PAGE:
Tag Archives: Tom Silverton

Quartet with strings

FOUR PLAY

The Old Joint Stock Theatre, Birmingham, Wednesday 5th September, 2018

 

Jake Brunger’s play from 2016 is a fresh and funny four-hander about relationships and commitment, particularly among gay men.  Rafe and Pete, seven years in, are itching to broaden their experience, only ever having been with each other.  They recruit Michael, a friend from Facebook, for an evening with each of them.  There are rules: Michael’s partner Andrew must not find out, being chief among them.  Of course, anyone who has seen Gremlins knows that as soon as rules are mentioned they are going to be broken…. Michael tells Andrew from the off…

This comedy of manners gets off to a hilarious start as the nervous Rafe and the taciturn Pete meet Michael to make the proposition.  Conor Nolan is superb as the adorably awkward, sweet but slightly twattish Rafe, with flawless timing and sensitivity.  He is utterly credible from the start.  Dominic Thompson’s Pete is initially a man of few words; it emerges that it is Pete who initiated the idea to spice up their sex lives, Rafe is going along with it for the sake of peace.  Thompson imbues Pete with an animalistic intensity.  Beyond the smart trousers and bottles of prosecco, Pete is a seething mass of passion.  Thompson is an actor of charismatic presence in all he does, and he brings out Pete’s softer, more romantic side too.

Tom Silverton retains a measure of detachment and elegant aloofness as Michael, the recruit, who is apparently able to separate sex from emotion.  It is only when the situation reaches breaking point that he expresses his true feelings – never mind can of worms, these are electric eels bursting out.  The archness and bitchiness of Andrew (Tye Harris) masks vulnerability and low self-esteem, as he clings to Michael despite the ‘rules’ of their open relationship.  Harris’s outbursts are powerful, revealing the true Andrew beneath the campness.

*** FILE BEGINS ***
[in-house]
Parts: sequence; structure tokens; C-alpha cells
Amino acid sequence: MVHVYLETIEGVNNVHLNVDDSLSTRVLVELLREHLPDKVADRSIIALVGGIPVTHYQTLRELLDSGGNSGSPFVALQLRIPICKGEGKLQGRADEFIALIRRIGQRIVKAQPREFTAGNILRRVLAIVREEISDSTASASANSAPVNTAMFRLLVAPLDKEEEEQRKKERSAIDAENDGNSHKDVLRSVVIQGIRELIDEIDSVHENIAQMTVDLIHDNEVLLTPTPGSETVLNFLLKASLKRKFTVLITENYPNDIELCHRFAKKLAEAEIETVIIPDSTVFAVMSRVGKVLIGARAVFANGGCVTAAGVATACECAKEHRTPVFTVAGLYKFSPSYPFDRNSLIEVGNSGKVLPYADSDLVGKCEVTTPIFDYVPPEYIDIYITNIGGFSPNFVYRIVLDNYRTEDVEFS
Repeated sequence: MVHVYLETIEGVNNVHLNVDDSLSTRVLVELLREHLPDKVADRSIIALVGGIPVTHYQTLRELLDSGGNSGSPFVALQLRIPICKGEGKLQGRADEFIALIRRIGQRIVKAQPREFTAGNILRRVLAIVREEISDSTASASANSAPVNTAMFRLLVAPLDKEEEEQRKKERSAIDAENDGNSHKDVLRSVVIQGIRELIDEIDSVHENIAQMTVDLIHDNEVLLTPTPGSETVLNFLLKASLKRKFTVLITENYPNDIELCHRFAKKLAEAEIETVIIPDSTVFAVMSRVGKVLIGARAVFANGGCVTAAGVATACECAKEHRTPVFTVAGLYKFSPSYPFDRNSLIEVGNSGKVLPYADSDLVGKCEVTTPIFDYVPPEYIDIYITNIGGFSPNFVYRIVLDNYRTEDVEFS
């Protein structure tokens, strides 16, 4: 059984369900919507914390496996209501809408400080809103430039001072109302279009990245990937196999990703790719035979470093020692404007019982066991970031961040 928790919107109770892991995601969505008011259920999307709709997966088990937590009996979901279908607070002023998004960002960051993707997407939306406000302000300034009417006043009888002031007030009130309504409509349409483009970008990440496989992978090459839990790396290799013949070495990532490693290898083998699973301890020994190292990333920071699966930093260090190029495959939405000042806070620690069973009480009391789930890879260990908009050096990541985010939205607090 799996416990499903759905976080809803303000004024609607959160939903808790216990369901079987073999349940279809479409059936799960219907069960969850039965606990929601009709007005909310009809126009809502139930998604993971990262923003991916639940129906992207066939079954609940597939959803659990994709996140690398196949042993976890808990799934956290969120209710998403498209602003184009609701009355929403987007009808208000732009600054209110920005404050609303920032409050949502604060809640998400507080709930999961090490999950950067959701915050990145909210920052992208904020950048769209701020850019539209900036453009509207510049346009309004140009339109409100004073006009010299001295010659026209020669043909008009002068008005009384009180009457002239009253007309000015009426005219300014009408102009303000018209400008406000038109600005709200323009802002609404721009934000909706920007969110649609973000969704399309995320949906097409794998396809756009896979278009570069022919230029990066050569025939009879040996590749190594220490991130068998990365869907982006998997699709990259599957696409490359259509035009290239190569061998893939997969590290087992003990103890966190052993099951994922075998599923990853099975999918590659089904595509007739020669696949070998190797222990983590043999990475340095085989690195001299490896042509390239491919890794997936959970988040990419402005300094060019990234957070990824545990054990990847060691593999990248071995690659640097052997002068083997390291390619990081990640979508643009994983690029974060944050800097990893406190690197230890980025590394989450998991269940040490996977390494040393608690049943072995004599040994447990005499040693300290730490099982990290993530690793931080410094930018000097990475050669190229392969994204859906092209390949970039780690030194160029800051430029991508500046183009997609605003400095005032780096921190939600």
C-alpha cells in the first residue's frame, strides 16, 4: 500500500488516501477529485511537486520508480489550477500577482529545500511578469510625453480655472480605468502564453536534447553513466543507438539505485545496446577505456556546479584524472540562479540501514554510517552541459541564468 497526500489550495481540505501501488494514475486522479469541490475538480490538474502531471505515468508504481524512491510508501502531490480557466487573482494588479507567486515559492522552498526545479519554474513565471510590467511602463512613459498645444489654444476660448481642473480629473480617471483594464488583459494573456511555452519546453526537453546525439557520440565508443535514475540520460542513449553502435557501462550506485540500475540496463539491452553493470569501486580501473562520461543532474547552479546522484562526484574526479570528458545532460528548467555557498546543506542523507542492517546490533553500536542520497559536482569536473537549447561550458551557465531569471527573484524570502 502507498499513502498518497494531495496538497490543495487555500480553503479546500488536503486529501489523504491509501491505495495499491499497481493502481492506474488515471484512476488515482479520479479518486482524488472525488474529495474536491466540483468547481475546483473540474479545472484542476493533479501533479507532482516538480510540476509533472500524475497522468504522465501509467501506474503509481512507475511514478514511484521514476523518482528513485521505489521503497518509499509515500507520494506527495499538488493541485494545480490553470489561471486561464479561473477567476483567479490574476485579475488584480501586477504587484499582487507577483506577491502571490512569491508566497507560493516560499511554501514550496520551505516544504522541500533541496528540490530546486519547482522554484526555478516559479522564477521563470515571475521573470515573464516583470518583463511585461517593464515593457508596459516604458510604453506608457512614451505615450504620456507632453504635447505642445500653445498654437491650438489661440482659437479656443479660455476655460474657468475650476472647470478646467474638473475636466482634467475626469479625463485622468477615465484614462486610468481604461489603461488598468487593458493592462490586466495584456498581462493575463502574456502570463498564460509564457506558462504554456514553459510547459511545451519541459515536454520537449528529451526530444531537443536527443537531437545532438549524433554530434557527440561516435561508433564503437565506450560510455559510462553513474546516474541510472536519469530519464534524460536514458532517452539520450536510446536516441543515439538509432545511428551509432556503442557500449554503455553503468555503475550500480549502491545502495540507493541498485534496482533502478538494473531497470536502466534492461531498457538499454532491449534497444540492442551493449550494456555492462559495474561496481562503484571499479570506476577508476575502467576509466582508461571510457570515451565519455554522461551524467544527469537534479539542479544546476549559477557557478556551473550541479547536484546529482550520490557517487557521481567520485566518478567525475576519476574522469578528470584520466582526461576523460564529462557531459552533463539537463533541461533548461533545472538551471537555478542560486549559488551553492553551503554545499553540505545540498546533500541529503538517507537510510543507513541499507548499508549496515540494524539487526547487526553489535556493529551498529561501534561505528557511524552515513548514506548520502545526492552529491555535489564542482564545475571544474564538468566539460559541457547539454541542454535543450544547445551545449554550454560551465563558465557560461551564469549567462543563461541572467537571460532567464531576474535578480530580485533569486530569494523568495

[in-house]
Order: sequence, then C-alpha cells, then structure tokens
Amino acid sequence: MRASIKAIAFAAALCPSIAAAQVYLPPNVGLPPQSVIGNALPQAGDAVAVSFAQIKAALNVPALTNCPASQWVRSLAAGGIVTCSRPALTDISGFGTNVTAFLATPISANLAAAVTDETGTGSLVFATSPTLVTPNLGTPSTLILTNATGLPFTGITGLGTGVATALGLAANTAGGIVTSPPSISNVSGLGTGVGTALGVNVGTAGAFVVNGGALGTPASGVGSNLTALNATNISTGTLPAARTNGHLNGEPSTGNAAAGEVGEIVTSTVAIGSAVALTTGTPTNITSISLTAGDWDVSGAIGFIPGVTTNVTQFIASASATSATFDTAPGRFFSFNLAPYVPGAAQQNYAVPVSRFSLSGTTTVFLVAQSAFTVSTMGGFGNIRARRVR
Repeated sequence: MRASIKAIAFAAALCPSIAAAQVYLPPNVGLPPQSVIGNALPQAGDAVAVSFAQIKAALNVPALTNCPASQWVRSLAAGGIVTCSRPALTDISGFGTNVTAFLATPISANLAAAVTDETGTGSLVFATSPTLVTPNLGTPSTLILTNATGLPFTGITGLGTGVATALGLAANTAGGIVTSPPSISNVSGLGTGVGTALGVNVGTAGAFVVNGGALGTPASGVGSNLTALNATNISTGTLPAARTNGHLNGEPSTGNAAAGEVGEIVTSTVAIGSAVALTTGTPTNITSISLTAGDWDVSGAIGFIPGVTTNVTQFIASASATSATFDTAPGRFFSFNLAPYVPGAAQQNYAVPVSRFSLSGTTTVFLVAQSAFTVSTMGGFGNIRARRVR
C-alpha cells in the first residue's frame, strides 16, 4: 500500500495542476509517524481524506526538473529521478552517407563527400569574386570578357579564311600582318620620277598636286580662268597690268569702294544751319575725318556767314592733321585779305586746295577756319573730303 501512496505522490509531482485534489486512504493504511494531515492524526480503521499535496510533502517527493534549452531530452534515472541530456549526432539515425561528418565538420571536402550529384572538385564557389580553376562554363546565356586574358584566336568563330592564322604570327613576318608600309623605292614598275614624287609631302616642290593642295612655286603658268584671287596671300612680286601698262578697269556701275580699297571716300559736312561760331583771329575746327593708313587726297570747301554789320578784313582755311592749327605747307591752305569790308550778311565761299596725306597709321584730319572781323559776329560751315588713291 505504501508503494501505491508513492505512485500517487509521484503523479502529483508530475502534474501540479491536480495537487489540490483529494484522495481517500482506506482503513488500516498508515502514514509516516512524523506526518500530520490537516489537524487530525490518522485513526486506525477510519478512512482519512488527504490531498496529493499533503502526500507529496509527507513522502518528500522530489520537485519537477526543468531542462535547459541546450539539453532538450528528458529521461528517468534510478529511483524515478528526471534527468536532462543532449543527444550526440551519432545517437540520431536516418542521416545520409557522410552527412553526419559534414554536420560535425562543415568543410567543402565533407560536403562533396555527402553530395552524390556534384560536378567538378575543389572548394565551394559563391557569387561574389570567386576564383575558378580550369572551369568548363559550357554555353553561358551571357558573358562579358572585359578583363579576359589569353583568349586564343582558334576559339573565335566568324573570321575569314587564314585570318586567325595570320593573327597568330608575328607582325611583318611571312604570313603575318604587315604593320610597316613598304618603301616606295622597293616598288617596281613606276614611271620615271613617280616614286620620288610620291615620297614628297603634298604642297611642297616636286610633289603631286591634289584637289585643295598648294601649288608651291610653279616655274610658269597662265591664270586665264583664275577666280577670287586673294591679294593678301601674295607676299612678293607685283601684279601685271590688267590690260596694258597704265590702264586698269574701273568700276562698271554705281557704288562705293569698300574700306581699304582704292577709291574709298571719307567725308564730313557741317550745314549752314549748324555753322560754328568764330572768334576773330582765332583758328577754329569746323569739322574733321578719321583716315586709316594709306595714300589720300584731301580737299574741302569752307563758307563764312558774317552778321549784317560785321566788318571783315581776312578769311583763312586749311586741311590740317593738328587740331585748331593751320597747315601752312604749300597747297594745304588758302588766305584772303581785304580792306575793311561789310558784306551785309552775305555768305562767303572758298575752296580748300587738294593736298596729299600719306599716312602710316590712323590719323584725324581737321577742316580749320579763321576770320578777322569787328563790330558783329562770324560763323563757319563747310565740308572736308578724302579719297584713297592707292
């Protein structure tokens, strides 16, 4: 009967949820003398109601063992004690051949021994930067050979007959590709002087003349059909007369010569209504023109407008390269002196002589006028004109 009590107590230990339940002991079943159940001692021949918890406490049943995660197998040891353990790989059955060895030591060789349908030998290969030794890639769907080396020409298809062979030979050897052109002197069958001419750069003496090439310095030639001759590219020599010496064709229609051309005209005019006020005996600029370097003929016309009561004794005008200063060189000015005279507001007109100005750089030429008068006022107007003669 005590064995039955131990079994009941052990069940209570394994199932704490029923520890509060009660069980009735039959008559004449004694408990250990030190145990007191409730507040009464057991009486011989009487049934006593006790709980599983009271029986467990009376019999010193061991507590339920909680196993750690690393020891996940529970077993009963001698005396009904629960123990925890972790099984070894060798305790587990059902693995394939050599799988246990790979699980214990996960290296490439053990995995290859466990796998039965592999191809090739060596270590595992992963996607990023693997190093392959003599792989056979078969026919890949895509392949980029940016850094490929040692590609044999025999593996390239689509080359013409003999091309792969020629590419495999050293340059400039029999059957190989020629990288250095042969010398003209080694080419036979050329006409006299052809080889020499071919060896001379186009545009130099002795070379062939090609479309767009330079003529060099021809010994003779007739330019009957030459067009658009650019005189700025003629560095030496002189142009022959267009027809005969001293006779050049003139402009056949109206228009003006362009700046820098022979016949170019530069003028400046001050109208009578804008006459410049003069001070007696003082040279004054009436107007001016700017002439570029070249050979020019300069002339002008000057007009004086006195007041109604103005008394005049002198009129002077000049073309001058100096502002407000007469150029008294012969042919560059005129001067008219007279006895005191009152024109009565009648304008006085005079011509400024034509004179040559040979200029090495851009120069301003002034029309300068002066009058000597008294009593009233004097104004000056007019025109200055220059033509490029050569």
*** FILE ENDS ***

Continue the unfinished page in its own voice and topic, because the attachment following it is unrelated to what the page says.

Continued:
All four members of this quartet turn in a compelling, rounded performance.  The comedy of manners develops into searing emotional scenes.  Director Tracey Street manages the tonal changes splendidly.  The minimalist setting gives focus to the actors in this intimate space – which is all this piece requires.  In fact, as soon as props come in, we get wine sloshed around, glasses get broken… Street contrasts the overall naturalism of the performance with a stylised, contemporary-dance-like sequence to represent Pete and Michael having sex.  It’s a beautiful moment – for us, to appreciate the movement skills of Thompson and Silverton – but ugly in what it means for the characters we have come to care about.

Brunger’s writing is dazzlingly good.  The play suggests that open relationships may not necessarily be all that open, that monogamy might not be that monogamous, that there is indeed more than one way to have a relationship, but as long as those involved want different things, there will always be tension and the potential for breaking-up.  And perhaps sex cannot be entirely detached from emotion after all.

Entertainment of the highest quality, this production is thoroughly engaging, funny and touching.  I adored it.

four play

Awesome foursome: Tom Silverton, Tye Harris, Dominic Thompson, and Conor Nolan

Advertisements

Made Man

FRANKENSTEIN